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Figure 1: Schematic showing how impairment of BCKDC increases alloisoleucine formation. The first step in BCAA metabolism is a reversible transamination catalyzed in most peripheral tissues except liver which lacks this activity by the mitochondrial isoform of branched-chain amino acid transaminase (BCATm, BCAT2). On the left, the interconversion of L-Ile and S-ketomethylvalerate [(S)-KMV] due to BCATm activity is shown (for simplicity, the transamination partners, usually Glu and α-ketoglutarate are not shown). BCATm’s catalytic mechanism involves a covalent linkage of intermediates to the pyridoxyl-5-phosphate cofactor which in turn undergo several transitions during the reaction 20. A Schiff base aldimine of Ile first forms with the cofactor (not shown) and that in turn rearranges to an S-ketamine (shown) which is finally released as S-KMV. S-KMV can then be metabolized by BCKDC which catalyzes the next step. If BCKDC is locally inhibited, S-KMV can either enter the circulation for metabolism in another tissue such as liver or undergo reverse transamination back to Ile. Occasionally, the S-ketamine of Ile may undergo a transition to an enamine. This enamine is susceptible to tautomerization leading to an R-ketamine intermediate of Ile (shown for simplicity on the right side). The likelihood of this secondary rearrangement and tautomerization increases when KMV accumulates due to global BCKDC impairment (⊘) such as in Maple Syrup Urine Disease (MSUD). The R-ketamine can be converted to R-KMV (also a BCKDC substrate) or in a stepwise fashion to L-alloisoleucine 20 which can also exit the mitochondria and enter the circulation. Since liver lacks BCAT activity, alloisoleucine is thought to be formed in other tissues.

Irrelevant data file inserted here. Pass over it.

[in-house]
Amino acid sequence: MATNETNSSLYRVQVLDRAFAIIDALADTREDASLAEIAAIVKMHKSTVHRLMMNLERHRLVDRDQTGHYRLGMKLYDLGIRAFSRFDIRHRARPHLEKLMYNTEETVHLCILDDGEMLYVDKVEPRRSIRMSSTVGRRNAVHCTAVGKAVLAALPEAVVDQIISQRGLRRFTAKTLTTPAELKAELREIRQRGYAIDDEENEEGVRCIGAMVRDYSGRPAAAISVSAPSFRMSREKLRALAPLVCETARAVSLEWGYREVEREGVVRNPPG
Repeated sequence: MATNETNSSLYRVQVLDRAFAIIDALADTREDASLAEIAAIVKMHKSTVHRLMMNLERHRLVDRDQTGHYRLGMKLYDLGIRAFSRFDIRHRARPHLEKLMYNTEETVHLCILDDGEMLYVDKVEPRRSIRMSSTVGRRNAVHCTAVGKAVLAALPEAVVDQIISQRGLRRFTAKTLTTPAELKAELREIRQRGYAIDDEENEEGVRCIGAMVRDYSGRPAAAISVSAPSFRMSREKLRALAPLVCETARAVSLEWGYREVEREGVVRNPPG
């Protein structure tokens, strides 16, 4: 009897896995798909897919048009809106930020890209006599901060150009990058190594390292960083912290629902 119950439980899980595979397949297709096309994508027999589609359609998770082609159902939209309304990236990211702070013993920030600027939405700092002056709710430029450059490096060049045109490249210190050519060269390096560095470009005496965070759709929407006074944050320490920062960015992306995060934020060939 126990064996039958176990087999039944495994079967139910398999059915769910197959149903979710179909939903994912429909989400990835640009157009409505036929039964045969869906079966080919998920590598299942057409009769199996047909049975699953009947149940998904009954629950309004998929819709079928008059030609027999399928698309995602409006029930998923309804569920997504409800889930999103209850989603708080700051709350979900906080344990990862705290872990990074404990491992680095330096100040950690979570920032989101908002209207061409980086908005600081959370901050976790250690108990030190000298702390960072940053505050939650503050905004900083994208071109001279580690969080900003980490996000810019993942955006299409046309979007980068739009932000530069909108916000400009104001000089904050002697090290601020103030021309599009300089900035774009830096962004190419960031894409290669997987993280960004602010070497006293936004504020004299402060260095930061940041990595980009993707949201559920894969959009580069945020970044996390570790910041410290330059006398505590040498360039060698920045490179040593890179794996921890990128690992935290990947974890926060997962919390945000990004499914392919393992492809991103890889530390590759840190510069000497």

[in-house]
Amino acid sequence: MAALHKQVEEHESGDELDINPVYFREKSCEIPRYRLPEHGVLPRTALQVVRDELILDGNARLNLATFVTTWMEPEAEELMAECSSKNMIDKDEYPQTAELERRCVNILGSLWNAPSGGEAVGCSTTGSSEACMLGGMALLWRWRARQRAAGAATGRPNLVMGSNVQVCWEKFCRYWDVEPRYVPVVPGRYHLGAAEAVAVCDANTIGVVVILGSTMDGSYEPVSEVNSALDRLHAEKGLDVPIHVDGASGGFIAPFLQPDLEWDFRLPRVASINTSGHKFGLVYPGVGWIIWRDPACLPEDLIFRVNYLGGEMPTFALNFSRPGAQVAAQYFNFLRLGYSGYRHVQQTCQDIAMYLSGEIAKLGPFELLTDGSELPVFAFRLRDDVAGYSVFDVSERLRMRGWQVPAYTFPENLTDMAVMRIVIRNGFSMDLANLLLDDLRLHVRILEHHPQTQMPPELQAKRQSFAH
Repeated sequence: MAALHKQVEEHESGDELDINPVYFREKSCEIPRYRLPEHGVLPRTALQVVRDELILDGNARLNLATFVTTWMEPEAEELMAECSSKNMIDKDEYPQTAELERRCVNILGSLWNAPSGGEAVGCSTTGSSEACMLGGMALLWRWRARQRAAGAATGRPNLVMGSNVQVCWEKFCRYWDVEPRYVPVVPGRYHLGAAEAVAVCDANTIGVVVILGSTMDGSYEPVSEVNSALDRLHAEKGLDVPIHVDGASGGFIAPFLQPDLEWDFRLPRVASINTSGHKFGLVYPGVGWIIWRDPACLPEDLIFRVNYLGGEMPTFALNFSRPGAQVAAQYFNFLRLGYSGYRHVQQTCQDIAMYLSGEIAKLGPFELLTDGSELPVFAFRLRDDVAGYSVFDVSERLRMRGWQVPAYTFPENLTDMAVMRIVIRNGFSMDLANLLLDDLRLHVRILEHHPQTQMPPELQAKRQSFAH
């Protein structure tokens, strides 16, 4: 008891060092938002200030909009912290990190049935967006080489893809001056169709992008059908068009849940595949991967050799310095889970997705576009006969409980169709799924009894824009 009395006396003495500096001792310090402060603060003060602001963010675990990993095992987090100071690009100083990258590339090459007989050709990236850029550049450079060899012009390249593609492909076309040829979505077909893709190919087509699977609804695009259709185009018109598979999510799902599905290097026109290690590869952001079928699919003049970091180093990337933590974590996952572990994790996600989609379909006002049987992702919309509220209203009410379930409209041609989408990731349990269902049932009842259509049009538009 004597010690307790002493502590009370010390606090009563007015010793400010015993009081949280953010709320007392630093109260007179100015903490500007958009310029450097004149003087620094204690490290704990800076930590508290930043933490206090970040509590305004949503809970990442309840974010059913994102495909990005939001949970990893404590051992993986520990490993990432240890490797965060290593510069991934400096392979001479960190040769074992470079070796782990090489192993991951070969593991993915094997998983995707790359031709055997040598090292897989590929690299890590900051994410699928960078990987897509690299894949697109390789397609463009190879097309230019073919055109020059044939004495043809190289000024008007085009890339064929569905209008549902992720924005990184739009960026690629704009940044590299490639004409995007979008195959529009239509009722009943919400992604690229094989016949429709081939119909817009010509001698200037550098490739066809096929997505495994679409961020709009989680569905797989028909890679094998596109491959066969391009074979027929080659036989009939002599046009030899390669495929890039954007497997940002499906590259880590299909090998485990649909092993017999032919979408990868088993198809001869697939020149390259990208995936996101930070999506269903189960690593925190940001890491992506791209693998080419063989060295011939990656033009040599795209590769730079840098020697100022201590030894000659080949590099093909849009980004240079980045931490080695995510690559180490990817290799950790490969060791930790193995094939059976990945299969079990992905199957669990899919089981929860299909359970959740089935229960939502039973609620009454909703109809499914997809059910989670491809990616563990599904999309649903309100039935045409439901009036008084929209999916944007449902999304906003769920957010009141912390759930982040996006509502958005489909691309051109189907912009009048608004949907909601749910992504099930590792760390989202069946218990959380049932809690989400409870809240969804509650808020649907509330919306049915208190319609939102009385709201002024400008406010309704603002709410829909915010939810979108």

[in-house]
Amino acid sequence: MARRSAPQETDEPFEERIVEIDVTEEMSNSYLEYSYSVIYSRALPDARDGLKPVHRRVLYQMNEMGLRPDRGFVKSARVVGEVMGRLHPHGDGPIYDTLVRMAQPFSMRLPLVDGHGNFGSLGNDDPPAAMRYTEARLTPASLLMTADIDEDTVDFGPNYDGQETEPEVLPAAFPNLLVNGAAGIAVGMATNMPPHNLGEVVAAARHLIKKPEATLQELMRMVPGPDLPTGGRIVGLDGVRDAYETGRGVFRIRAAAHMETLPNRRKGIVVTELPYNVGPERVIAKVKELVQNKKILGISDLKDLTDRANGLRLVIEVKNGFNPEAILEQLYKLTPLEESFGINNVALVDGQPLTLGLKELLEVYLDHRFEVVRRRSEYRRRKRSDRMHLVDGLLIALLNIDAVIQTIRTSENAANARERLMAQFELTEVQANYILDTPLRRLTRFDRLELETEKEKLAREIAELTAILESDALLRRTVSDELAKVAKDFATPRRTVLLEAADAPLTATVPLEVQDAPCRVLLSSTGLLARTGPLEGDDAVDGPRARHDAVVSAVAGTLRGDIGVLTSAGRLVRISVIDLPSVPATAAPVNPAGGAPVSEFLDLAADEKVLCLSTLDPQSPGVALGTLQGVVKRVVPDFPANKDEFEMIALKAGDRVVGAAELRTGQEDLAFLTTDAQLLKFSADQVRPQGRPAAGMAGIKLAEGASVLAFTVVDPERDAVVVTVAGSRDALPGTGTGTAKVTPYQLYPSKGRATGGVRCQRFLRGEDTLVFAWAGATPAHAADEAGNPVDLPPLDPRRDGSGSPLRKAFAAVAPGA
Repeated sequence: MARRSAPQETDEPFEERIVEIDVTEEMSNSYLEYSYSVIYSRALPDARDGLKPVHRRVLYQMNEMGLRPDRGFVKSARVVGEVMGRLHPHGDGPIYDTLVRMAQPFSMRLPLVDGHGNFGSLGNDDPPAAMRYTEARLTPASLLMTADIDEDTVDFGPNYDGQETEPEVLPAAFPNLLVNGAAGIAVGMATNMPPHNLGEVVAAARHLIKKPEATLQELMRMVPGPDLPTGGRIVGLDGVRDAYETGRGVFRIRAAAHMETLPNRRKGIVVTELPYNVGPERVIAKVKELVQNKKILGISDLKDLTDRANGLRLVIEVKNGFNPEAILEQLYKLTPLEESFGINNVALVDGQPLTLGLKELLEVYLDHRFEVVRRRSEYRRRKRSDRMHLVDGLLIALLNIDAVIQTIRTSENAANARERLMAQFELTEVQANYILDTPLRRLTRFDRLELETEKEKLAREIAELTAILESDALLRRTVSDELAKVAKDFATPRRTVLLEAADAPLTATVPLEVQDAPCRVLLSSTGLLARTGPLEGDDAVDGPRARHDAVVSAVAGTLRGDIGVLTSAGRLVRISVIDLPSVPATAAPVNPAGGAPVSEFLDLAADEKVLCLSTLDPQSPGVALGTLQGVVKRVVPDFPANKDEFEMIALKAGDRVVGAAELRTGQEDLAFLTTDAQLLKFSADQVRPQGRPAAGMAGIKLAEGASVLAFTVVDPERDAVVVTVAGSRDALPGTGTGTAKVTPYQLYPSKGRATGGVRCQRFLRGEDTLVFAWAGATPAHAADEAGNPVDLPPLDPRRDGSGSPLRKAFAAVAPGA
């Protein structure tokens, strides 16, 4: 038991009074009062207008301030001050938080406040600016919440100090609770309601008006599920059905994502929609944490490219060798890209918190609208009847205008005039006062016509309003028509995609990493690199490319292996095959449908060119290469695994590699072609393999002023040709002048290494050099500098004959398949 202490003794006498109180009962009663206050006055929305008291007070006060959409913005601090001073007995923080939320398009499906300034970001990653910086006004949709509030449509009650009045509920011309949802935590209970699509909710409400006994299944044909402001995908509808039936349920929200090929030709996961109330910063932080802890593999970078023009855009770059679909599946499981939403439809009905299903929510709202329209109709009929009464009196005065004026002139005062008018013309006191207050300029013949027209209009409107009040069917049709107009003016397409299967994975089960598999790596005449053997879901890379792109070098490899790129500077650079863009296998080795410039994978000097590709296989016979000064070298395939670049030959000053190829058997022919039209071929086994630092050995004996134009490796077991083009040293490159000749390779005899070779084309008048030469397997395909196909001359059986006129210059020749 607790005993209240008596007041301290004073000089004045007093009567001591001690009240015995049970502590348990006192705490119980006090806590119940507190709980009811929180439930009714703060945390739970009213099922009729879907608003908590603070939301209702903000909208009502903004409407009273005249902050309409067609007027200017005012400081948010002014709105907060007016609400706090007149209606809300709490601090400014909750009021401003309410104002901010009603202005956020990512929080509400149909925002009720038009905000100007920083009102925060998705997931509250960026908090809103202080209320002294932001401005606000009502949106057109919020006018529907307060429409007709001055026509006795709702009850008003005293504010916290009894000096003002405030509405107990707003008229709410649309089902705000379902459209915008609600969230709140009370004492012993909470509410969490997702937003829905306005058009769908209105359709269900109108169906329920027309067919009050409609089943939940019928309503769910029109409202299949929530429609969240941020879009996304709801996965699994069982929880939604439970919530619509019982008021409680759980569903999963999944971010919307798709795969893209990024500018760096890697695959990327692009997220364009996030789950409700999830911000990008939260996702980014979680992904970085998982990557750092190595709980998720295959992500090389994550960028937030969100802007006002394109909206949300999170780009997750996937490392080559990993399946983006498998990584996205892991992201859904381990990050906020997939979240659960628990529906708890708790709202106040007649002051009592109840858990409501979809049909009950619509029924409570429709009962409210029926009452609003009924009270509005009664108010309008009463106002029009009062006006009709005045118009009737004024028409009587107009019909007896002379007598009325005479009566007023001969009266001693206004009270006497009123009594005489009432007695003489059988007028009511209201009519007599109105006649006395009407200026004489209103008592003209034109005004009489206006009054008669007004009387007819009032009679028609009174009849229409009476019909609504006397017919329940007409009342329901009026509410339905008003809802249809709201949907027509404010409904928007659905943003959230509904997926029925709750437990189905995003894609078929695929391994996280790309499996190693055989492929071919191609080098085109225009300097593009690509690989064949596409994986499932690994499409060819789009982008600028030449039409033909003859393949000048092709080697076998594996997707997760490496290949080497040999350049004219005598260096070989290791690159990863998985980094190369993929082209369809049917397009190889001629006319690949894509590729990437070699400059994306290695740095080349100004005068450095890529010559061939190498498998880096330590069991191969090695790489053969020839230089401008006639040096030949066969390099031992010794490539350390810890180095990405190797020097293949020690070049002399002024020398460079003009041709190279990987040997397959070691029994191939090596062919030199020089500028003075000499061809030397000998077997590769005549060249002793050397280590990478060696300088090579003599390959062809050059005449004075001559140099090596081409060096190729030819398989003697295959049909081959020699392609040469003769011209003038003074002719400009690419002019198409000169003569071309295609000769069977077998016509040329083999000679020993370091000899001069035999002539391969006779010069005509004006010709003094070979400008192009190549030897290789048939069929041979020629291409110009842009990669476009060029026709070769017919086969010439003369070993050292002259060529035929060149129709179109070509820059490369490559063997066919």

Mentions: BCAAs, Phe and alloisoleucine were measured in plasma by UPLC-MS. Compared to lean rats, obesity elevated BCAAs by 107–124% on average in plasma from obese Zucker rats (lean vs obese: Ile, 42 ± 3 vs 87 ± 3 μM; Leu, 85 ± 5 vs 190 ± 10 μM; Val, 125 ± 7 vs 266 ± 9 μM; n=9/group, p<0.001). Phenylalanine was elevated 24% (67 ± 1 vs 83 ± 2 μM, p<0.001). Alloisoleucine is the R-epimer of Ile, formed as a rare side reaction during the reversible transamination of Ile or S-ketomethlyvalerate (S-KMV) 20. The mechanism of its formation is schematically shown in Fig 1. In obese Zucker rats, alloisoleucine was elevated 238% (Fig 2A), with some individual values between 1.3 and 1.8 μM (not shown). No significant correlation was observed between plasma Ile and alloisoleucine concentrations in either lean or obese rats (data not shown).

Bottom Line: This elevation was greater than that of other BCAAs (107-124%).Cytotoxic branched-chain ketoacids (BCKAs) accumulate in genetic disorders affecting BCKDC.BCKAs increase reactive oxygen species, stress kinase activation, and mitochondrial dysfunction.

View Article: PubMed Central - PubMed

Affiliation: Department of Cellular and Molecular Physiology, Penn State University College of Medicine, Hershey, Pennsylvania, USA.

Show MeSH
Related in: MedlinePlus